“When the Gods and Goddesses created life, they did not imbue their creations with desire or lust.  So, their creations fought each other instead of seeking to mate.  The Gods and Goddesses needed to create a being who could generate desire and lust in others.  Thus, they came together and Leh pricked each God’s or Goddess’ finger and took one drop of blood from each deity.  This blood was mixed with earth.  Then Leh blew holy breath into the being’s lungs and Kahi was born.  Kahi has a bit of ability from each of his parents:  beauty from Bah’nah, the ability to love from Ike’rheu, the ability to destroy from Sene, and the ability to regenerate from Khahn.

            “When he came alive, Kahi fascinated the Gods and Goddesses. He was beautiful, exotic, capable of charming.  But he also has a darker side – he is the God of excess and madness.  He is the God, too, of atoliye.”

            I frowned.  “I have never understood that.”

            He shrugged again.  “He fell in love with a male.”

            “But he is both genders, so why is he the God of atoliye?”

            “We’ll discuss that another time, shall we?  Let’s finish today’s lesson.  When Kahi awoke into life, he gazed first upon Khahn first and fell in love.  When Khahn was expelled from the Pantheon by the High Priestess Sefara’h, she made the worship of Khahn a matter of death.  She also relegated Kahi to the edges of faith.”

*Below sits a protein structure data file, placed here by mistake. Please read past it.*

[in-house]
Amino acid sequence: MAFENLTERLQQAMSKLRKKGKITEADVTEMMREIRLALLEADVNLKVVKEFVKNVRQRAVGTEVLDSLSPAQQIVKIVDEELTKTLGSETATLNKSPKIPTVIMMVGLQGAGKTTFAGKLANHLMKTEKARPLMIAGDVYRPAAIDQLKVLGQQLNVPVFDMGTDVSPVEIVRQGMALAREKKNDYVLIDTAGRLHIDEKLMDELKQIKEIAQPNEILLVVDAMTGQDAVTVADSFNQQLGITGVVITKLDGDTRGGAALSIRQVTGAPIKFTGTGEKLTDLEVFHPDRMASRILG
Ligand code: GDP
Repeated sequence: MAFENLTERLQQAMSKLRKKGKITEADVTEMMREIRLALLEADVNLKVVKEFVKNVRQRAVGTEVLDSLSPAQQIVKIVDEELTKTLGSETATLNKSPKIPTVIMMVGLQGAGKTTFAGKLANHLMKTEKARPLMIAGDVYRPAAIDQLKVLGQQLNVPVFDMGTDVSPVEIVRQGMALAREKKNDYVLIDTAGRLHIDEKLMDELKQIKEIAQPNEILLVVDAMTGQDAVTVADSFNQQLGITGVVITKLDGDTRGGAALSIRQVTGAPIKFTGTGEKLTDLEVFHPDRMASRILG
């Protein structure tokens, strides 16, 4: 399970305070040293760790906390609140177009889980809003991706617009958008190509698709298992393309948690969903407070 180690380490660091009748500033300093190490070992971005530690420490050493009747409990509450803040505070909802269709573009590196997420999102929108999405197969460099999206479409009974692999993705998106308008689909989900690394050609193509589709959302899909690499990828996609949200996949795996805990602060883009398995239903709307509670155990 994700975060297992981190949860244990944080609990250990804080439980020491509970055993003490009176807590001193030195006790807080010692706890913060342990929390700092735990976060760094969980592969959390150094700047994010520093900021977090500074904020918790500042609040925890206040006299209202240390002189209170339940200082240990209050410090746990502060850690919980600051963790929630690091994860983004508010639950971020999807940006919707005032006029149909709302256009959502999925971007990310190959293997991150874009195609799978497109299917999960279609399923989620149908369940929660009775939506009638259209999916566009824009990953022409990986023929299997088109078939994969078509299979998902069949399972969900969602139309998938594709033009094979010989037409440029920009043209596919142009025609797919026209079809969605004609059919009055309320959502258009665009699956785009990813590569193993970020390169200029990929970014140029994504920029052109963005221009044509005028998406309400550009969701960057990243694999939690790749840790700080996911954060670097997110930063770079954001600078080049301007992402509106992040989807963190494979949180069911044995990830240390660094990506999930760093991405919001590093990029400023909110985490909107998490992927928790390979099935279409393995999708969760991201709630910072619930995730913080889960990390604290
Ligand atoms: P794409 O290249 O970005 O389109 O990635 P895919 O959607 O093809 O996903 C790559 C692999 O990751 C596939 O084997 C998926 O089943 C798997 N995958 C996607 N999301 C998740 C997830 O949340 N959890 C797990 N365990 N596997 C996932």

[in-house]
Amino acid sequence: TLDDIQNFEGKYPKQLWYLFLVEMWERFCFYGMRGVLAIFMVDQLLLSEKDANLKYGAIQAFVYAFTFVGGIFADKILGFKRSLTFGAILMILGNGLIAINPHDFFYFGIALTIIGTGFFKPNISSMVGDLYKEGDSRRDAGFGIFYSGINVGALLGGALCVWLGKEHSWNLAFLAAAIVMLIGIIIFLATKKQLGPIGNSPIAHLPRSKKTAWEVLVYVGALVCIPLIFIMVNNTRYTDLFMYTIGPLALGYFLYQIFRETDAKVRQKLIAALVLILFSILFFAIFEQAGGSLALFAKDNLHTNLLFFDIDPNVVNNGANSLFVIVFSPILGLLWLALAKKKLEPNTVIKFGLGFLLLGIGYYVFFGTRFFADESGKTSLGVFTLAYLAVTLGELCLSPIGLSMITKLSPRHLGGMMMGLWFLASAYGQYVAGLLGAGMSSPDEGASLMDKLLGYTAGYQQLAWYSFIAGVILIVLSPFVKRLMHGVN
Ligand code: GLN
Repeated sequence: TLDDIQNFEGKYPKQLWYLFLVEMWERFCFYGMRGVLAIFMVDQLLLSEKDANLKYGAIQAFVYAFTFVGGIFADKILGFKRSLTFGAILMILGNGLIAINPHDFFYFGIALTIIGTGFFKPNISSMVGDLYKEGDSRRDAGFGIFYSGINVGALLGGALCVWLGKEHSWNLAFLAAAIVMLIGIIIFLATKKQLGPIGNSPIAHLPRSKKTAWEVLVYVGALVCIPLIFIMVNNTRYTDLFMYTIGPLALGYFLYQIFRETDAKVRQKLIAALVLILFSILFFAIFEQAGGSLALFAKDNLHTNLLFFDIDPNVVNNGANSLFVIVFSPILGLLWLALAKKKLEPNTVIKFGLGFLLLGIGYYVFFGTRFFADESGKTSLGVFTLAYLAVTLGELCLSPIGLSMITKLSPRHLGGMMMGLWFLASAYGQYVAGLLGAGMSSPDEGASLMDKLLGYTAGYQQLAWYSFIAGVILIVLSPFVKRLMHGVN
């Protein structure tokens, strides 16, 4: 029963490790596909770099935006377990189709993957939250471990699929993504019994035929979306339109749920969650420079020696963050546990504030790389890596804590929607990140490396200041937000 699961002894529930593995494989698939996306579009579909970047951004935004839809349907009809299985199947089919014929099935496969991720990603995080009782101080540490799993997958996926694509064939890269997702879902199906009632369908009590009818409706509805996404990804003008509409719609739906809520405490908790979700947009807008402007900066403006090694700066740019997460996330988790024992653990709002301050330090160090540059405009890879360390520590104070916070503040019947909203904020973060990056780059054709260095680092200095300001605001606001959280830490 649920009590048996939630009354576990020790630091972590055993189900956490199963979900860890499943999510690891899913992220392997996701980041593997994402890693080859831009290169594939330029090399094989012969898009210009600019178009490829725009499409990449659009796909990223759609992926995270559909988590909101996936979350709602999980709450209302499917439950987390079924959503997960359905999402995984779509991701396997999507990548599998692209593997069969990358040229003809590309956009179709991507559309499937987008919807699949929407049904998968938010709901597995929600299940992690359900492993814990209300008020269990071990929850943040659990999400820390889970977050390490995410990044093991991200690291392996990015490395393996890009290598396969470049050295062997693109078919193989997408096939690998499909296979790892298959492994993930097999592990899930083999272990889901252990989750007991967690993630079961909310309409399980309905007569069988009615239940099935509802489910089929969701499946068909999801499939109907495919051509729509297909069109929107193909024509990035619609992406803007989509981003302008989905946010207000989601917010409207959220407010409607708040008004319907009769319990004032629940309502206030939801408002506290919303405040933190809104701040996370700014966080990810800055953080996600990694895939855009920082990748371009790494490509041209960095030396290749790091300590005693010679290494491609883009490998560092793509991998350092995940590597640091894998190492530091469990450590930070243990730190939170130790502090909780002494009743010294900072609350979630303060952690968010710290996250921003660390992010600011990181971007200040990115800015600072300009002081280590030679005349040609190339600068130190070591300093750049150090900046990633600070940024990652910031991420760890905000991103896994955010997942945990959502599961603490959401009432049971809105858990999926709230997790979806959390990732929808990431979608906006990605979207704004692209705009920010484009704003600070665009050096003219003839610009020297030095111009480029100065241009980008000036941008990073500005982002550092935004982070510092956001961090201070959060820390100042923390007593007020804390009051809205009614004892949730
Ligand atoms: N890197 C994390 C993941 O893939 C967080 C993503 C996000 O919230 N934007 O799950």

“That’s unfortunate,” I murmured.  “We don’t have the right to exile Gods.”

            He smiled.  “Exactly!  Hundreds of monks and priests who worshipped Khahn were murdered by Sefara’h and her daughters and descendants, unto this Empress.  The total of our brothers killed for their beliefs now number in the thousands.  It has been a genocide.”

            I shuddered.  

            “They were killed in the most exquisitely painful manner, too,” he continued in a conversational tone.  “They were tortured, beaten to death or their flesh was peeled away.  Drawn and quartered.  You name it, it was done.  We are done hiding in the shadows, Karane Truvesto.  No more of us will die.”

            He spun on his heel and strode away, his shoulders stiff.

            I reached up and touched the decoder through my tunic.  

            Lohrehn and Kritos returned a few minutes before the barge was untied from the dock.

            I went to see what they had to say about Ohna.

            “Did you find the other nun?” Estenosj demanded.

            “No, sir,” Lohrehn replied.  “If she saw, she must have fled with that knowledge.”